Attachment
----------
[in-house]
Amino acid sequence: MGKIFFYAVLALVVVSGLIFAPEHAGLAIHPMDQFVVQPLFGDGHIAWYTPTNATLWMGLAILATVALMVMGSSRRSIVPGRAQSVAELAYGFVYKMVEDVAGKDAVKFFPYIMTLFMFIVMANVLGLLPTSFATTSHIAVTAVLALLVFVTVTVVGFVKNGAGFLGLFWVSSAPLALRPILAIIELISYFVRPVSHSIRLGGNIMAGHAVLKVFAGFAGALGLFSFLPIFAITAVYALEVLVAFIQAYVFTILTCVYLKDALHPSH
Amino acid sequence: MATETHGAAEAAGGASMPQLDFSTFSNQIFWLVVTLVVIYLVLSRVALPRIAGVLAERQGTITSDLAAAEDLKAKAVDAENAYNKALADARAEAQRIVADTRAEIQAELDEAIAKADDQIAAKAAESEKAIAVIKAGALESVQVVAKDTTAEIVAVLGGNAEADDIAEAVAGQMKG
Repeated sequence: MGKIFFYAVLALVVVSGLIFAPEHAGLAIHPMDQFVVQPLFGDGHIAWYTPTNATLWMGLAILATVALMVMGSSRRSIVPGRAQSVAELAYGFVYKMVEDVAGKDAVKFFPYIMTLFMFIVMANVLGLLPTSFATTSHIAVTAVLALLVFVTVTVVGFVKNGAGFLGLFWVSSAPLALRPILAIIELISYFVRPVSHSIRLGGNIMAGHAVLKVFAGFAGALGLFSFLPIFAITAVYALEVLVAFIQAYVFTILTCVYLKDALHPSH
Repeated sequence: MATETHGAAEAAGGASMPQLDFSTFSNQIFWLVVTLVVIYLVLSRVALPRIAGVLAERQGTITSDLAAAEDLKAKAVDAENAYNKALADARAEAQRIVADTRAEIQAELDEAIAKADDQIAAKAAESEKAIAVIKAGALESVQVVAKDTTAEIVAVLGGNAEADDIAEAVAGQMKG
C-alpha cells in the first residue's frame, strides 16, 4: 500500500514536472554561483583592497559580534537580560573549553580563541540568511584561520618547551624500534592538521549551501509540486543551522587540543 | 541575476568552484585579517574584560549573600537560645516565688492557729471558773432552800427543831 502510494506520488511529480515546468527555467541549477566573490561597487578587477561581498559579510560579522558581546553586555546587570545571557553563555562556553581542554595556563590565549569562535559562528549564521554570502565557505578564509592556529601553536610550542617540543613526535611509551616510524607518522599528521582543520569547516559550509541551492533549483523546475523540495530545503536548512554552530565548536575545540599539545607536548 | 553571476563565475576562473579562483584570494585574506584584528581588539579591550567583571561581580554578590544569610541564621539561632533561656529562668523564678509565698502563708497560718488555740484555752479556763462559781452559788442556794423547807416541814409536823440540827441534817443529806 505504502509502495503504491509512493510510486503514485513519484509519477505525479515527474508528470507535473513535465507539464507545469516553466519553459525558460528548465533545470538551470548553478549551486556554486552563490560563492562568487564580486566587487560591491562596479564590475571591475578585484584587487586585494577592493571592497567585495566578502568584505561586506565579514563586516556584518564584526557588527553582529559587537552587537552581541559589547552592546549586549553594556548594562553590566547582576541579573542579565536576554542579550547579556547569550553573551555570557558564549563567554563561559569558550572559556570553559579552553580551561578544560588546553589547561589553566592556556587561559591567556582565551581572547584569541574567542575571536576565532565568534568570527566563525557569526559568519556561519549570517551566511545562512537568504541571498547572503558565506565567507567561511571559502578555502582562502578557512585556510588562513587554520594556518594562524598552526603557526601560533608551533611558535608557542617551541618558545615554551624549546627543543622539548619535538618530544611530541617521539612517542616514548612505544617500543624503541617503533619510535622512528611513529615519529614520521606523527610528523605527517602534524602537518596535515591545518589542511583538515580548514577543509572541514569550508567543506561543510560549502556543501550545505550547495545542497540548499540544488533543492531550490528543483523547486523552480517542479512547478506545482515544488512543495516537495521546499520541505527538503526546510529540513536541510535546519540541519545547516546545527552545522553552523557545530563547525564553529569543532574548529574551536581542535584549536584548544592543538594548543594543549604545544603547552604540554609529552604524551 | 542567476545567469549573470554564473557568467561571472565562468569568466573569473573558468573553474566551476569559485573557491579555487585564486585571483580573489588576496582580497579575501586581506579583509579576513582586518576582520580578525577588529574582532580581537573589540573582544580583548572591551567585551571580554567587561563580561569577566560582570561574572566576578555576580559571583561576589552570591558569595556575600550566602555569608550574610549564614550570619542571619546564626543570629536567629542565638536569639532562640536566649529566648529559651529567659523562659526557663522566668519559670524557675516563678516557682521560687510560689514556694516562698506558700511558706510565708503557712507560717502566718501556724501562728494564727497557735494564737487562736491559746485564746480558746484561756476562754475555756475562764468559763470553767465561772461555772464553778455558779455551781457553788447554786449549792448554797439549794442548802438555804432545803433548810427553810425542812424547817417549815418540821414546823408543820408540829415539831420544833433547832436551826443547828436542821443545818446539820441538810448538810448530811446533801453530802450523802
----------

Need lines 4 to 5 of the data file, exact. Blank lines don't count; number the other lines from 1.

Repeated sequence: MGKIFFYAVLALVVVSGLIFAPEHAGLAIHPMDQFVVQPLFGDGHIAWYTPTNATLWMGLAILATVALMVMGSSRRSIVPGRAQSVAELAYGFVYKMVEDVAGKDAVKFFPYIMTLFMFIVMANVLGLLPTSFATTSHIAVTAVLALLVFVTVTVVGFVKNGAGFLGLFWVSSAPLALRPILAIIELISYFVRPVSHSIRLGGNIMAGHAVLKVFAGFAGALGLFSFLPIFAITAVYALEVLVAFIQAYVFTILTCVYLKDALHPSH
Repeated sequence: MATETHGAAEAAGGASMPQLDFSTFSNQIFWLVVTLVVIYLVLSRVALPRIAGVLAERQGTITSDLAAAEDLKAKAVDAENAYNKALADARAEAQRIVADTRAEIQAELDEAIAKADDQIAAKAAESEKAIAVIKAGALESVQVVAKDTTAEIVAVLGGNAEADDIAEAVAGQMKG